Local duo Water Borders, comprised of Amitai Heller and Loric Sih, have been busy this summer as part of the Tri Angle Records showcase tour and anticipate the release of their debut full length this October on the same label. Although 80s industrial noise and heavy rhythms are prominent in their music, Water Borders draw inspiration from a variety of sources and keep their sound open to evolution. I had the chance to meet up with them to talk about their musical past and what comes next.

Where did you meet?

Loric: We met around the Santa Cruz music scene, through house shows. Amitai was in a band that was big shit for a moment in Santa Cruz for a while. When I was a freshman or a sophomore everyone always went to go party to Amitai’s band’s [The Gross Gang] shows.

Amitai: There’s only so much you can do in a band in Santa Cruz. It’s really cool within Santa Cruz but didn’t really translate outside of the city. We toured a bunch. It ran its course. Then we played in another band called New Thrill Parade, and that lasted for about five years. Loric joined that band two years into it and then that ran its course. Then we started this band.

How would you describe how your sound has changed within those bands?

Amitai: I think for both of us it’s been discovering new music to incorporate into what we’re doing. Being able to do that with two people instead of seven is pretty essential. It was really hard to refocus when everyone had their personal inclinations that culminated into one specific sound. To ask everyone to make a U turn is a little much to expect.

What’s your musical background?

Loric: I play standard rock band instruments and have since I was a kid. Amitai and I wrote a lot of songs together where I would be playing guitar and he’d be singing. This project is really different from what we were used to growing up in punk rock world where it’s all about guitars basically. Our last band was more of a gothy post-punk band.

Amitai: I don’t have any formal training in anything but I’m a vibe kind of guy. I’m mostly interested in textures and soundscapes.

What are some of your influences in terms of artists?

Amitai: I think that’s more of a shifting thing. In the beginning we were more interested in harnessing vibes of or evoking the feelings of Psychic TV and early industrial, like Coil. Somber, dark kind of hymnal music but I think that’s shifted a lot because of Loric.

Loric: I’ve just over the past few years been listening to more and more electronic music. And for me there’s just a lot of interesting ideas that I never really thought about until I started listening to that kind of stuff a lot. I think that’s part of what makes this band interesting; Amitai and I have overlapping but also relatively different musical tastes in terms of what we choose to listen to ourselves. I think that reflects a lot in the music.

Amitai: I listen to a lot of lyrical music and also early ambient and synth stuff. I don’t really listen to modern electronic music besides what Loric plays me for reference points. I like it more in the context of what we’re doing, than in the context of what it is on its own. I like the synthesis of other ideas because to me, well, it’s not not my thing. It’s as much my thing as anything else that I think is cool but don’t listen to.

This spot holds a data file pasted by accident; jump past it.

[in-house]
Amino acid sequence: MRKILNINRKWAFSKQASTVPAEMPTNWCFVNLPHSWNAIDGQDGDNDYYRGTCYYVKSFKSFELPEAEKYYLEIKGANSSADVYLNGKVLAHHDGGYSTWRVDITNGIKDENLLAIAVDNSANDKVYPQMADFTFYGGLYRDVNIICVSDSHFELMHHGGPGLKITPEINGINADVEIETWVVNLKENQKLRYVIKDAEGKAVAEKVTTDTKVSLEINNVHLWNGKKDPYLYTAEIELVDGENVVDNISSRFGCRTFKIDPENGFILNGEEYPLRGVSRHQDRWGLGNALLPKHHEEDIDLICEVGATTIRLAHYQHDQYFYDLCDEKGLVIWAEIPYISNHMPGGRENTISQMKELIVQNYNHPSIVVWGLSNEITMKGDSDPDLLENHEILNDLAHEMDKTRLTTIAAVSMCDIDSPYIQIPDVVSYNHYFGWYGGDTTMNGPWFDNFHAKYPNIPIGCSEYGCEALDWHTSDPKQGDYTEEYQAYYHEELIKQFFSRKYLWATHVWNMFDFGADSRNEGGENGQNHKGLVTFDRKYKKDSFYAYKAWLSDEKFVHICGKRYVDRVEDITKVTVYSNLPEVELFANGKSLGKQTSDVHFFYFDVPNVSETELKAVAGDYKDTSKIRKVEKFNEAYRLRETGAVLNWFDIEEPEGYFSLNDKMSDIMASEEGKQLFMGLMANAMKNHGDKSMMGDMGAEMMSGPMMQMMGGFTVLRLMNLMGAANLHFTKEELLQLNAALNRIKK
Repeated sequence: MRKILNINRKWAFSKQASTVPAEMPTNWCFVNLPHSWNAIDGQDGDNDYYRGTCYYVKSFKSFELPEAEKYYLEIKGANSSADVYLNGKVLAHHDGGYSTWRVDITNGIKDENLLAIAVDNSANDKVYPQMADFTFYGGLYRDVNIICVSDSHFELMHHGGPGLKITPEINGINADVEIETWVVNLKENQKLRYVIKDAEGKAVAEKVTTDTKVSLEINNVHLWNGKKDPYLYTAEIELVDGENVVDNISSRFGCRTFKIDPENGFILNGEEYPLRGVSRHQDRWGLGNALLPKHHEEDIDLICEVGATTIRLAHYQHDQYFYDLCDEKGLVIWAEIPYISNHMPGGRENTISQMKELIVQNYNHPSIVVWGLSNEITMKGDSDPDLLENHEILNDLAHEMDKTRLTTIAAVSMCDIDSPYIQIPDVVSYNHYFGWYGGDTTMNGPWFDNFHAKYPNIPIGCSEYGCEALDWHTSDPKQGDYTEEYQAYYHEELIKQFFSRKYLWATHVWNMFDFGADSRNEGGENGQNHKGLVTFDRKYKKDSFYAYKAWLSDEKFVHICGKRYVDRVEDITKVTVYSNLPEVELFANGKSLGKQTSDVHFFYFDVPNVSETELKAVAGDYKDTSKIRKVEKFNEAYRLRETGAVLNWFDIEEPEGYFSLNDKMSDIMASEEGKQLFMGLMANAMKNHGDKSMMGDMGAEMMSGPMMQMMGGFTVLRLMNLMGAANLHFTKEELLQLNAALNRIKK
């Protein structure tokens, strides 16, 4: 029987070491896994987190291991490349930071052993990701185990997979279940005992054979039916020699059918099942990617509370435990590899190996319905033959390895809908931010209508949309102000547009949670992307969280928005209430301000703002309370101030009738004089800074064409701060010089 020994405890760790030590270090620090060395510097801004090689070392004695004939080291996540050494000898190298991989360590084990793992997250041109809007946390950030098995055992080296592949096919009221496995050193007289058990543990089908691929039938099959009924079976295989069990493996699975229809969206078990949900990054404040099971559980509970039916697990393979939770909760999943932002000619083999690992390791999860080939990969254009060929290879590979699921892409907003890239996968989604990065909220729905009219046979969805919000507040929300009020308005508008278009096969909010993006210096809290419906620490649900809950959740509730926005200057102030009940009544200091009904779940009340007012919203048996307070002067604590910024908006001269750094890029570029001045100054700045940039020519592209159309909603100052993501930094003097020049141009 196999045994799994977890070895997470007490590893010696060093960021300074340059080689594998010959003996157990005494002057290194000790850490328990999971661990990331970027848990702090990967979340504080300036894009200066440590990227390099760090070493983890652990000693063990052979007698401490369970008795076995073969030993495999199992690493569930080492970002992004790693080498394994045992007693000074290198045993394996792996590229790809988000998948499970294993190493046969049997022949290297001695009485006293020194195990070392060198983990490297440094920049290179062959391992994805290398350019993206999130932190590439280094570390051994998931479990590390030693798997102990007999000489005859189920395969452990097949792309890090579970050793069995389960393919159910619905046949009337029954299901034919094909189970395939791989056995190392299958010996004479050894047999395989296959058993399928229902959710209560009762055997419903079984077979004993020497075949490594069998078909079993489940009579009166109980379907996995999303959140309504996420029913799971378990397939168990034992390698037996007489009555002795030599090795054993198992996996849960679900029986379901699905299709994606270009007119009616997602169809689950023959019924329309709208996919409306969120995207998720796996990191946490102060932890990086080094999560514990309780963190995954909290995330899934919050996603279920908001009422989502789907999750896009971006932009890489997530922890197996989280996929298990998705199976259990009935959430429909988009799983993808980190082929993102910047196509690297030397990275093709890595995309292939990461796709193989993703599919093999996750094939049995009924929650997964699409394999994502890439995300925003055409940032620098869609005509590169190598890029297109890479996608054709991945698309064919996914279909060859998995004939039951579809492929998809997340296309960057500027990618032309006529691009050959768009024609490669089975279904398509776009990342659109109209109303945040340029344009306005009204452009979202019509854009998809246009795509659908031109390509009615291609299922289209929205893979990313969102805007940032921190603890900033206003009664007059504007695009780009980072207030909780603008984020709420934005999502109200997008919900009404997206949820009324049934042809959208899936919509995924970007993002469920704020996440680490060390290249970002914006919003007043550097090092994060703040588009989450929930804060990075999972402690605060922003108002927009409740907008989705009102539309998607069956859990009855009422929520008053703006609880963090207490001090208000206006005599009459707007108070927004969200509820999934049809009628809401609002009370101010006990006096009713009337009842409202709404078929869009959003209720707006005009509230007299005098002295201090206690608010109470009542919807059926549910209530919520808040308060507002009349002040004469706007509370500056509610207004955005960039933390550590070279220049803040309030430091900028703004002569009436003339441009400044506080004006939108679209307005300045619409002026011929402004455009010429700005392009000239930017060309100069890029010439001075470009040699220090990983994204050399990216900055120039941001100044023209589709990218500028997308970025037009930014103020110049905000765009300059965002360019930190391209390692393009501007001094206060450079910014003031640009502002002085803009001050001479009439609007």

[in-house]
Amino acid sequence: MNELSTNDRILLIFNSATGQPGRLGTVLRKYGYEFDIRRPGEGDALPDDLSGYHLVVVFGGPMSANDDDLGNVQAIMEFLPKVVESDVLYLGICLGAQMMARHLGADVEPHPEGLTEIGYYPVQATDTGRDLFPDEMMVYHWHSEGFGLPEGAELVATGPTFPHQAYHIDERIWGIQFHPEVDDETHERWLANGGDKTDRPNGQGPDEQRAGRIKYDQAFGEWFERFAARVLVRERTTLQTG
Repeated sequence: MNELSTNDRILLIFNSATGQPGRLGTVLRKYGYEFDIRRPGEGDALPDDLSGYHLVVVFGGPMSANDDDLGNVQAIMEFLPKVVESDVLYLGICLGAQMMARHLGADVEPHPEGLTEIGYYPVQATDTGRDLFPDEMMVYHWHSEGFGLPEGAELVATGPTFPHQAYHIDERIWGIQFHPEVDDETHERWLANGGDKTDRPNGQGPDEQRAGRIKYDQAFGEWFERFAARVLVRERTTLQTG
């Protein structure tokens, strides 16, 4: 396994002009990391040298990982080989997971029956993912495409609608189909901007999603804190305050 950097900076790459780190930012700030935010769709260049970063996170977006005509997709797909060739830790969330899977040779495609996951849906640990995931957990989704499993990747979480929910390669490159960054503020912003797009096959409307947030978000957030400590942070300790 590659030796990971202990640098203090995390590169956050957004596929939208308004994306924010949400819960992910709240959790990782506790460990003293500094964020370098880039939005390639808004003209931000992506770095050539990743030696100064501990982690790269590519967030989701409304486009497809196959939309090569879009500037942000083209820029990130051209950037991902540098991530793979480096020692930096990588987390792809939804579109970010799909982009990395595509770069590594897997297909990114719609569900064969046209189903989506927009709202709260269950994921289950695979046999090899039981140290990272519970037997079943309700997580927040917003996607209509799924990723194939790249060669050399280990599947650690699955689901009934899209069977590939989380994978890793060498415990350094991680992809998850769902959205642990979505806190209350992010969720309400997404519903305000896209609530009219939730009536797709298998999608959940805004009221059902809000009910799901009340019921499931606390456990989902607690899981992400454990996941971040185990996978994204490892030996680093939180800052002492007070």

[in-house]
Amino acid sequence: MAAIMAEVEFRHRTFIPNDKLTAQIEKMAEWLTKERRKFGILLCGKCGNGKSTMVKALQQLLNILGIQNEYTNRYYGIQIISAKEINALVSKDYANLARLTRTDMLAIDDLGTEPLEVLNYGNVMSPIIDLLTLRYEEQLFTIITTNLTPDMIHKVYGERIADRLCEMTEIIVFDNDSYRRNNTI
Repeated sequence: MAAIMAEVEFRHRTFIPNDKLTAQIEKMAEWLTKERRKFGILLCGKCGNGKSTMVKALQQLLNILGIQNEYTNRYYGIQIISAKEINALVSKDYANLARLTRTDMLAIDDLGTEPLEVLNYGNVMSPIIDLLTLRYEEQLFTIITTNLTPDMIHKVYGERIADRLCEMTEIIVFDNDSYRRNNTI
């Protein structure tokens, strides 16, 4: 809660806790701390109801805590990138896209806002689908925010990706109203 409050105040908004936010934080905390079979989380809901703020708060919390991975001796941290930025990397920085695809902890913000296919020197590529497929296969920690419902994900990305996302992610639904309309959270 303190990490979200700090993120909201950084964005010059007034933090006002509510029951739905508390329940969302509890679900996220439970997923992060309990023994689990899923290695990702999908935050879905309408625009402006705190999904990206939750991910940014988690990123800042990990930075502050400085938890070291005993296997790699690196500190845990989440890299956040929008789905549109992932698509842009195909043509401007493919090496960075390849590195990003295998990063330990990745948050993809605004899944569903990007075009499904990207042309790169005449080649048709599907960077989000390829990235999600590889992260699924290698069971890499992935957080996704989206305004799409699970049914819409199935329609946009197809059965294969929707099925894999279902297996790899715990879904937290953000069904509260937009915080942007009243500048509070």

How would you describe your music?

Loric: I think about a lot of the rhythmic elements of it which are definitely influenced heavily by all kinds of forms of dance music, past and modern and for me it’s important for a lot of our stuff to have that sort of body moving element. I find that to be something very human and relatable to people in general. Rhythm is sort of, for me, the most important thing about music that I like and music that I appreciate. We have our own imprint in the music.

Amitai: I’m usually just happy to defer the rhythmic part to Loric. I’ll sequence drums too but if Loric has a better idea I just let him take over. But in terms of the type of music we make its definitely dark in tone and it contains the spirit of early industrial experimentation in the production quality. And the other thing that differentiates what we’re doing from other things is the prominent vocals. A lot of newer bands kind of have similarities to what we’re doing but don’t have the same large vocal presence, sometimes the lead sometimes the background.

Water Borders- Akko from jason sussberg on Vimeo.

What sorts of sounds did you experiment with for your upcoming full length Harbored Mantras?

Amitai: There’s a lot of samples from “world” music.

Loric: More specifically there’s a lot of middle eastern, Indian and African and Gamalen samples so you’ll definitely hear that vibe a lot throughout the record along with heavy drums, heavy bass.

Amitai: Croony vocals. It goes to a lot of different places in the mind; it’s kind of a journey. It all kind of fits within the same theme though; it’s all clearly coming from the same point of view.


How long have you been playing shows as Water Borders?

Loric: We’ve only been playing shows for about a year. Late 2009 is when we started this band. The first few shows were disasters.

How come?

Amitai: There’s kind of been a string of disaster in every show. But we’re about to add another member in August for our live set and possibly recording, so I think when he comes then things are going to get balanced a little. He’s going to take some of the sound load out of Loric’s computer.



Water Borders play at 103 Harriet this Friday at Tri Angle Records Showcase: 2011 Reality Tour with oOoOO, White Ring, Clams Casino, Shlohmo, among many more. Tickets are $20.